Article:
PHS: periarthritis humeroscapularis or, in lay terms, soft tissue inflammation of the shoulder
This diagnosis is a melting pot that actually covers all types of rheumatic inflammation of the shoulder and all soft tissue disorders of the shoulder without a more specific diagnosis. Although modern medicine has managed to extract many individual disease complexes from this melting pot and defined each as a separate clinical condition, a number of pain complexes are still covered by PHS. Future research and development will succeed in identifying several more such individual illnesses so that appropriate treatment can ultimately be provided. One such inflammatory disorder is e.g.:
Frozen shoulder: an inflammatory swelling and contraction of the joint capsule that occurs spontaneously or after an accident and that ends in a severe, painful stiffening of the shoulder.
Tendinitis calcarea of the rotator cuff
(tendonitis with calcium deposition)
In this condition, calcium is deposited in the tendon plate of the rotator cuff, usually as the result of rheumatic inflammation or trauma. We know that this phenomenon also affects other tendons. In some patients this calcium deposition can lead to severe inflammatory flare-ups. A not infrequent consequence is the need for emergency medical consultations and the initiation of immediate treatment. Occasionally, surgery may be required at an early stage. In other patients this disorder follows a more chronic course involving uncharacteristic shoulder pain or periodic painful episodes followed by very long symptom-free phases. Not infrequently, these calcium deposits are also spotted as a chance finding on x-rays. This tendon calcification can lead to a bottleneck situation beneath the acromion. Alternatively, the bursa located above the tendon may swell up to such an extent that insufficient space is available beneath the acromion for the joint to slide normally, resulting in a severe pain syndrome in the shoulder. The initial treatment consists of measures to reduce the swelling, e.g. by the application of cold, anti-inflammatory drugs and gentle physiotherapy.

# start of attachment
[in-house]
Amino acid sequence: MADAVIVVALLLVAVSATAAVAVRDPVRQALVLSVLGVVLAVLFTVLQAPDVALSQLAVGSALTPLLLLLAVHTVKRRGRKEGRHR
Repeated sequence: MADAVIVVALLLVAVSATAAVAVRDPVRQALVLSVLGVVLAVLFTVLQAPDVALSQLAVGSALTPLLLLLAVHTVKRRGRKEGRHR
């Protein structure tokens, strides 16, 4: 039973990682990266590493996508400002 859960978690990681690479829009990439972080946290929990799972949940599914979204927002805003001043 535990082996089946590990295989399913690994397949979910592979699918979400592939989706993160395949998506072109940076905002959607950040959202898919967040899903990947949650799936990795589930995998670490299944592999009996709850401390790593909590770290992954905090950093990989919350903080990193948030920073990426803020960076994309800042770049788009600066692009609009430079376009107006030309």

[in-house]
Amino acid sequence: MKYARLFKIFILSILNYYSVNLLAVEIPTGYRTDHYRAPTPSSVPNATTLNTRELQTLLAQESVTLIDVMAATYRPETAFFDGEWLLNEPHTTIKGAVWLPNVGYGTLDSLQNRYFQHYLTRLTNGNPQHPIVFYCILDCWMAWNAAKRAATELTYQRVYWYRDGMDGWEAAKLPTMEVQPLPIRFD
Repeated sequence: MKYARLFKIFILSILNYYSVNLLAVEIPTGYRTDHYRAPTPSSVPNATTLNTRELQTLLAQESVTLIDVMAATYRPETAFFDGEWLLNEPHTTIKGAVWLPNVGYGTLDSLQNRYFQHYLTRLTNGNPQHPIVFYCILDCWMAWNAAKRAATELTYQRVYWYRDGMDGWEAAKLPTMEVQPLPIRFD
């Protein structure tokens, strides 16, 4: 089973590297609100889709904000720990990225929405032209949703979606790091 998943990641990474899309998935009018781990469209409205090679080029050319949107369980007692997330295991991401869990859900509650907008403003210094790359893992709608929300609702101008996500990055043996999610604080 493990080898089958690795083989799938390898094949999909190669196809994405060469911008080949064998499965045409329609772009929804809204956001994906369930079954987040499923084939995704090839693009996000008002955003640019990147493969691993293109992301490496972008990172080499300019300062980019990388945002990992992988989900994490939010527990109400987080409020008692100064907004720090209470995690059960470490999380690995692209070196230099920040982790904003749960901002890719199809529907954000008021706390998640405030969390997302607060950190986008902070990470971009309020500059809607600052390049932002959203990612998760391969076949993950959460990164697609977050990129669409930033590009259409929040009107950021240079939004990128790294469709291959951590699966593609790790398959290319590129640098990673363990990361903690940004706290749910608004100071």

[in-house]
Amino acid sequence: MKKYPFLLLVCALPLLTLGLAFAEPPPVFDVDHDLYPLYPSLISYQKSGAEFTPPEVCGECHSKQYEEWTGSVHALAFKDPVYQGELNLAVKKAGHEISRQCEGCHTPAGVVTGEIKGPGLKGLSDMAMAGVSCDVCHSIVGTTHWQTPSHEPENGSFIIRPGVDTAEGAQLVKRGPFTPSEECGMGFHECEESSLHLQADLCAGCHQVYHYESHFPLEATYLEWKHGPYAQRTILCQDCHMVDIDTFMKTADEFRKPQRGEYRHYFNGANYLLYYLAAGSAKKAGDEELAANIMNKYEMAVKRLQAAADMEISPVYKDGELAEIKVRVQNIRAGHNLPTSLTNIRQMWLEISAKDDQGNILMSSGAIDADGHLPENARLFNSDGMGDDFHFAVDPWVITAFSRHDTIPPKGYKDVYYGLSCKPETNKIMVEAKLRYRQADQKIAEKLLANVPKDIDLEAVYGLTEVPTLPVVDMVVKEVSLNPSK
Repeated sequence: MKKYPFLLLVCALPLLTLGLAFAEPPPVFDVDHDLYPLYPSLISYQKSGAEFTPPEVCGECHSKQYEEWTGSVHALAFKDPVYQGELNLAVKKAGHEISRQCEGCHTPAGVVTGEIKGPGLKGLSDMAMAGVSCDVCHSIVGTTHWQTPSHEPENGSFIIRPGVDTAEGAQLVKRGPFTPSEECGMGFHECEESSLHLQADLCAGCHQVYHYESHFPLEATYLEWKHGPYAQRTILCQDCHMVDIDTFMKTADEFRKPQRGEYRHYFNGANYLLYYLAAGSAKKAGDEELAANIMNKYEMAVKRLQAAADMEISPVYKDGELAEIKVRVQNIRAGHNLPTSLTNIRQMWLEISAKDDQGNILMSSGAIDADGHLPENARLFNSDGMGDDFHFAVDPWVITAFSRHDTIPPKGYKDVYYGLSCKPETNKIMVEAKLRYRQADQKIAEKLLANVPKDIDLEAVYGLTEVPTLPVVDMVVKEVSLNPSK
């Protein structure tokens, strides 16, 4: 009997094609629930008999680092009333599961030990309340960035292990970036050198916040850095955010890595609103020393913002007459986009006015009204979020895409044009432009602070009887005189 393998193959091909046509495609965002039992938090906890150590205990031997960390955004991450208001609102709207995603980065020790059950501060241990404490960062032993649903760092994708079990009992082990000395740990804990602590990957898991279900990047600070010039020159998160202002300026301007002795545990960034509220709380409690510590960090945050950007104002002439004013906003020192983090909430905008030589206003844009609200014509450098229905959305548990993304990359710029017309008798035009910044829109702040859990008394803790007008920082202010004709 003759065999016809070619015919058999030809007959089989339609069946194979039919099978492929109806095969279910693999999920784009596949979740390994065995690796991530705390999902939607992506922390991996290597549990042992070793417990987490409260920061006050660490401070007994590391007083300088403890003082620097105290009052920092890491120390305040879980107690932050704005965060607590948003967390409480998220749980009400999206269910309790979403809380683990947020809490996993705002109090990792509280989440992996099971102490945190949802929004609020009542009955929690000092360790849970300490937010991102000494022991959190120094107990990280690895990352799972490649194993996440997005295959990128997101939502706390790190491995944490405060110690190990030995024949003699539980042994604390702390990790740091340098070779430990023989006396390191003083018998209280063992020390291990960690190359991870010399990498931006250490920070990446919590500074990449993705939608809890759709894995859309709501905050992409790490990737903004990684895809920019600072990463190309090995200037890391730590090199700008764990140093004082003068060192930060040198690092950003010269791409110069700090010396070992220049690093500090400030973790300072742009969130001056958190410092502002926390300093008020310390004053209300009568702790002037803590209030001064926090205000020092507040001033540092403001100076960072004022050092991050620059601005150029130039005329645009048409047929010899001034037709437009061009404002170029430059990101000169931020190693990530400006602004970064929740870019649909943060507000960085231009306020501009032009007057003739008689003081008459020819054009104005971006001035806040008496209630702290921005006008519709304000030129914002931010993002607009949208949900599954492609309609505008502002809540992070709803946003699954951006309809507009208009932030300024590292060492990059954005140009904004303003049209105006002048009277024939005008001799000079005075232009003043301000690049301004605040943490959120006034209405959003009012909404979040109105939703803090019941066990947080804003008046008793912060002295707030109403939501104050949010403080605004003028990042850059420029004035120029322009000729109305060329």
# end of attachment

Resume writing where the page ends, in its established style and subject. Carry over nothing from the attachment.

At a later stage, needling the calcium focus can prove successful, provided the focus is not too large. The drawing below illustrates the idea behind this procedure and its application.
Procedure: Under x-ray image intensifier control, the doctor looks for the site of calcium deposition and injects the local anaesthetic. The calcium deposit is now perforated several times through the bursa with a wide-bore needle, thereby creating several connecting points between the calcium in the tendon and the bursa. In many cases, cylinders of calcium can be punched out by aspiration with the syringe. Finally, the bursa is filled with a lot of fluid and some cortisone. Over the following days and weeks, the calcium is liquefied and flows out into the bursa. The purpose of adding cortisone to the fluid is to avoid severe bursitis. While most cases of calcification can be cured by this procedure, this does not mean that it will not recur in the future. Surgical removal is recommended for major calcium deposits larger than 1-2 cm in diameter. During this procedure the acromial space can be widened at the same time as the calcium is removed, which generally results in lasting freedom from pain.